Ireland, one of Malawiâ€™s major donors, is demanding audited reports on all transport costs incurred by Malawi during last yearâ€™s implementation of the Farm Inputs Subsidy Programme (Fisp), as a pre-condition for continued funding.
The Irish Government has also asked Malawi to make progress towards appointing the new director for the Anti-Corruption Bureau (ACB). The future of the current director, Alexious Nampota, is in limbo as he has not been reporting for duties since April after the Joyce Banda administration asked him to resign, but he refused.
The ACB has since been paralysed as it technically has no director and deputy director who can authorise investigations, among other things.
Finance Minister Dr. Ken Lipenga, while admitting the absence of an effective Fisp complaints mechanism during last yearâ€™s exercise, has since assured Ireland that Lilongwe will address the concerns raised.
â€œTo release Irelandâ€™s funding for the Fisp this year, we need the conclusion of audits on the transport costs from last year and the reconciliation of the Reserve Bank of Malawi [RBM] accounts so that balances may be released in conjunction with the signing of MoU agreements for this yearâ€™s Fisp support from Ireland,â€ said Liz Higgins, the Irish ambassador, in a statement.
The statement was made at Capital Hill at the weekend during the signing ceremony of a grant agreement between Malawi and Ireland worth 350 000 euro (about K133 million) to support Fisp this year and the conducting of a governance and citizen perception survey.
Ireland has pledged to release 250 000 euro (about K100 million) to Fisp this year aimed at reviewing procurement systems, monitoring the process of redeeming inputs at the markets and agro dealers and the identification of cases of corruption which Higgins says â€˜has dogged Fisp over the past years.â€™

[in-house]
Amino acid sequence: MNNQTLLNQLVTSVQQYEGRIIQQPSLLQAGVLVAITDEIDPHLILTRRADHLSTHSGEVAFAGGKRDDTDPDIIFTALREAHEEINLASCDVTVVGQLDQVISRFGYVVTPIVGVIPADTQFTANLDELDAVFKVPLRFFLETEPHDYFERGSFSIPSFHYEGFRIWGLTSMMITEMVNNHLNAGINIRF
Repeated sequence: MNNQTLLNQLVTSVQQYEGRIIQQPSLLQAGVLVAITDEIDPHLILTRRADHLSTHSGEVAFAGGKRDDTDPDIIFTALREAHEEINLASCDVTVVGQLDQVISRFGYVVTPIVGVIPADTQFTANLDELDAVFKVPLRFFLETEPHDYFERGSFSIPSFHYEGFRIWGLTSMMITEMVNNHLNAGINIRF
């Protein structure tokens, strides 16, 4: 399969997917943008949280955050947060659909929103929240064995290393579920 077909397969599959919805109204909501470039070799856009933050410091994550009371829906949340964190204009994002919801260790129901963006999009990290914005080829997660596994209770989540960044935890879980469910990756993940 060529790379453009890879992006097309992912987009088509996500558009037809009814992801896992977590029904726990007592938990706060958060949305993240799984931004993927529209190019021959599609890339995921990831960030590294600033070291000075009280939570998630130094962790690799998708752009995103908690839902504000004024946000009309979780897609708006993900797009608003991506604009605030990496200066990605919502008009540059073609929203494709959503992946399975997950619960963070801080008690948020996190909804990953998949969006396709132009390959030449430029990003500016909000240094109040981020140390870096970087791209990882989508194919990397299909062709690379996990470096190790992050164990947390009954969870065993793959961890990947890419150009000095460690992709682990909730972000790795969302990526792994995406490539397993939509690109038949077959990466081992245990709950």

But if Malawi fails to release the audit, the money will not be released.
Fisp is one major component of the national budget as it accounts for over 10 percent of the total financial plan.
Said Higgins: â€œIrish people, who themselves are undergoing an austerity budget and have had to make considerable sacrifices, need to see how the money they provide through their taxes is used effectively and efficiently to help eradicate hunger and food insecurity.â€
She told Malawi Government officials at the ceremony that when funds are wasted, misappropriated or simply stolen, it is the poorest and most vulnerable people of Malawi who suffer most.
Higgins also stressed that her governmentâ€™s response this year should be treated by Malawi â€œas a transitionâ€ since Ireland wants long term planning for the Fisp needs.
On ACB, Higgins said Ireland wants to see progress by the Joyce Banda administration on the development of the multi-donor arrangement for supporting ACB.
â€œFor the ACB to function effectively, its independence, through having the necessary legislative underpinning the proper management and staffing and sufficient resources, is essential. We would like to see progress in appointing a director very soon,â€ she said.
On his part, Lipenga admitted that the evaluation of the Fisp last year noted the absence of an effective complaints mechanism for farmers to report corruption.
On the appointment of new ACB director, Lipenga disclosed that currently progress has been made as names have been nominated and are awaiting Parliament approval.
He, however, pleaded for patience, arguing the appointment of the new ACB director is a process that would need transparency and accountability.
The Irish Aid programme in Malawi is built around three key outcomes of increased food productivity and crop diversification adapted to climate change; improved nutrition and social support and improved governance and service delivery with a focus on household food security and resilience.